Tensions over border closures are in the news again, now states are gradually lifting travel restrictions to all except Victorians.
Prime Minister Scott Morrison says singling out Victorians is an overreaction to Melbourne’s coronavirus spike, urging the states “to get some perspective”.
Federal-state tensions over border closures and other pandemic quarantine measures are not new, and not limited to the COVID-19 pandemic.
Our new research shows such measures are entwined in our history and tied to Australia’s identity as a nation. We also show how our experiences during past pandemics guide the plans we now use, and alter, to control the coronavirus.
Bubonic plague, federation and national identity
In early 1900, bubonic plague broke out just months before federation, introduced by infected rats on ships.
When a new vaccine was available, the New South Wales government planned to inoculate just front-line workers.
Journalists called for a broader inoculation campaign and the government soon faced a “melee” in which:
…men fought, women fainted and the offices [of the Board of Health] were damaged.
Patients and contacts were quarantined at the North Head Quarantine Station. Affected suburbs were quarantined and sanitation commenced.
The health board openly criticised the government for its handling of the quarantine measures, laying the groundwork for quarantine policy in the newly independent Australia.
Quarantine then became essential to a vision of Australia as an island nation where “island” stood for immunity and where non-Australians were viewed as “diseased”.
Public health is mentioned twice in the Australian constitution. Section 51(ix) gives parliament the power to quarantine, and section 69 requires states and territories to transfer quarantine services to the Commonwealth.
Ports then became centres of immigration, trade, biopolitics and biosecurity.
Spanish flu sparked border disputes too
In 1918, at the onset of the Spanish flu, quarantine policy included border closures, quarantine camps (for people stuck at borders) and school closures. These measures initially controlled widespread outbreaks in Australia.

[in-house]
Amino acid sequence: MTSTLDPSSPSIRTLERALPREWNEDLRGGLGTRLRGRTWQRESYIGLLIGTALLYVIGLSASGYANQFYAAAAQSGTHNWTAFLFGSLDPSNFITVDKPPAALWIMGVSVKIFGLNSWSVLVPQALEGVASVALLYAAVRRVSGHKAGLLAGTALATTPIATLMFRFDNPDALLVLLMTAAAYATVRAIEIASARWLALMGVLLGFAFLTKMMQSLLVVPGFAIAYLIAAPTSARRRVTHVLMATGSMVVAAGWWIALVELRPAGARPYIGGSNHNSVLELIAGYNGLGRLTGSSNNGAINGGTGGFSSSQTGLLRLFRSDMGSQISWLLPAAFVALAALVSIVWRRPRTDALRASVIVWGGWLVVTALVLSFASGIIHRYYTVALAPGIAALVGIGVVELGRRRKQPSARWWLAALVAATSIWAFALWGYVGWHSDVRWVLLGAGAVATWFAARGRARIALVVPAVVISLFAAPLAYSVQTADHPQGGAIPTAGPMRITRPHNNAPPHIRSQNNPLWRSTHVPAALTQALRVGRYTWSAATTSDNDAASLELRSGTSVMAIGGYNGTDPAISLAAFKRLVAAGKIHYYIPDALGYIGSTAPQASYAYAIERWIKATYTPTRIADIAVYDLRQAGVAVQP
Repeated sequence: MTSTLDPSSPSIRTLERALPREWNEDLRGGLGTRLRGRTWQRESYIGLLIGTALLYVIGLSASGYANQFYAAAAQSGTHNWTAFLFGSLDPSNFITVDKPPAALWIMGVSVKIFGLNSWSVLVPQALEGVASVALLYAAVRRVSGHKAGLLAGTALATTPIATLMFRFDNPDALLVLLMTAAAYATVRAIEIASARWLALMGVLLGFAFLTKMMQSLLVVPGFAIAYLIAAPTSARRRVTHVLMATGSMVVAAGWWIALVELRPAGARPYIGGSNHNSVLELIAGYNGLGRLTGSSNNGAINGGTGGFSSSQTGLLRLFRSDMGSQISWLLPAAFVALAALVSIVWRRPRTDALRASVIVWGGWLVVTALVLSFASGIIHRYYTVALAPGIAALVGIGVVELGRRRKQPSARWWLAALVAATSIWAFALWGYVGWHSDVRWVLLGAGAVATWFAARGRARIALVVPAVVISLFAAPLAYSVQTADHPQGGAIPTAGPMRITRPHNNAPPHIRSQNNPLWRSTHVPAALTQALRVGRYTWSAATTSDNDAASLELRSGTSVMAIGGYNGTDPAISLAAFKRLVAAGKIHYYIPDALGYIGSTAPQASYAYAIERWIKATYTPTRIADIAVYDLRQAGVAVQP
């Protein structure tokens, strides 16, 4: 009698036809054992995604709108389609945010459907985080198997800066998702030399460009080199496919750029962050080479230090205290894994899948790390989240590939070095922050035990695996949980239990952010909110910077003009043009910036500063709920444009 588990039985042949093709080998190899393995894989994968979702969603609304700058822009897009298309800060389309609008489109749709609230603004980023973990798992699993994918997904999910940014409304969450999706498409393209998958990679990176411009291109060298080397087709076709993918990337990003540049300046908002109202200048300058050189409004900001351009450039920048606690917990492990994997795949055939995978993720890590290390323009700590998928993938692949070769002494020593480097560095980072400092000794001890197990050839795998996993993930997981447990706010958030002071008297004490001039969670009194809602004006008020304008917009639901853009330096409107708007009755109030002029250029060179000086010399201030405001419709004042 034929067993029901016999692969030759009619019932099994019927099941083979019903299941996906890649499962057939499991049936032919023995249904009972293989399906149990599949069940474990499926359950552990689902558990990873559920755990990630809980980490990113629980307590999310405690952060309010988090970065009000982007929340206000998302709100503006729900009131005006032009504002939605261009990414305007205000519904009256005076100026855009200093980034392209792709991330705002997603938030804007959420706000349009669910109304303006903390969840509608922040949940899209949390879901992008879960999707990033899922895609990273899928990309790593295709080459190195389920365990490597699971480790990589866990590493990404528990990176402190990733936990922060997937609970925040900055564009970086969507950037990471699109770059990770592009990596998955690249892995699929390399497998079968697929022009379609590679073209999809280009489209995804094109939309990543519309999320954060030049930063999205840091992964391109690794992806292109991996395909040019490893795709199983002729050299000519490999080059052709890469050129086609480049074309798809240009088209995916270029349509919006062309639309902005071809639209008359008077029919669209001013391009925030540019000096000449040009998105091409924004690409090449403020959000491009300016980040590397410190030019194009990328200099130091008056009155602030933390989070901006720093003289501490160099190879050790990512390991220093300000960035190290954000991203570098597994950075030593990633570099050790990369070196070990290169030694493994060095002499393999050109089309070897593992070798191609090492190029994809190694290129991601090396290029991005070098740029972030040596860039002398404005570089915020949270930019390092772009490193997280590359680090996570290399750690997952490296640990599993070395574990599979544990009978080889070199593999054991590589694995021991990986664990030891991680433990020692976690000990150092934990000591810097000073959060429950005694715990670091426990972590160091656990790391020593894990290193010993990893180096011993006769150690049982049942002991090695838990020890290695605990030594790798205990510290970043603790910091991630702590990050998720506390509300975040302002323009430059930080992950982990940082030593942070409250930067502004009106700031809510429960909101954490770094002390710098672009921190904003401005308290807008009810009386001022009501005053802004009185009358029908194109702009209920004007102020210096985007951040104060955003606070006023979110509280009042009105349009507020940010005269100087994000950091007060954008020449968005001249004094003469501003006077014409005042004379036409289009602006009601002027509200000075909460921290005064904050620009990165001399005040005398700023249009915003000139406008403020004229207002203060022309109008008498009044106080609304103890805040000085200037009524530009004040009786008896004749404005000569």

However, Victoria quibbled over whether NSW had accurately diagnosed this as an influenza pandemic. Queensland closed its borders, despite only the Commonwealth having the legal powers to do so.
When World War I ended, many returning soldiers broke quarantine. Quarantine measures were not coordinated at the Commonwealth level; states and territories each went their own way.
There were different policies about state border closures, quarantine camps, mask wearing, school closures and public gatherings. Infection spread and hospitals were overwhelmed.
The legacy? The states and territories ceded quarantine control to the Commonwealth. And in 1921, the Commonwealth created its own health department.
The 1990s brought new threats
Over the next seven decades, Australia linked quarantine surveillance to national survival. It shifted from prioritising human health to biosecurity and protection of Australia’s flora, fauna and agriculture.
In the 1990s, new human threats emerged. Avian influenza in 1997 led the federal government to recognise Australia may be ill-prepared to face a pandemic. By 1999 Australia had its first influenza pandemic plan.
The next threat, 2004 H5N1 Avian influenza, was a dry run for future responses. This resulted in the 2008 Australian Health Management Plan for Pandemic Influenza, which included border control and social isolation measures.
Which brings us to today
While lessons learned from past pandemics are with us today, we’ve seen changes to policy mid-pandemic. March saw the formation of the National Cabinet to endorse and coordinate actions across the nation.
Then there are border closures between states and territories, creating tensions and a potential high court challenge.
Border quibbles between states and territories will likely continue in this and future pandemics due to geographical, epidemiological and political differences.
Australia’s success during COVID-19 as a nation, is in part due to Australian quarantine policy being so closely tied to its island nature and learnings from previous pandemics.
Lessons learnt from handling COVID-19 will also strengthen future pandemic responses and hopefully will make them more coordinated.
Images used courtesy of Pexels/Daria Sannikova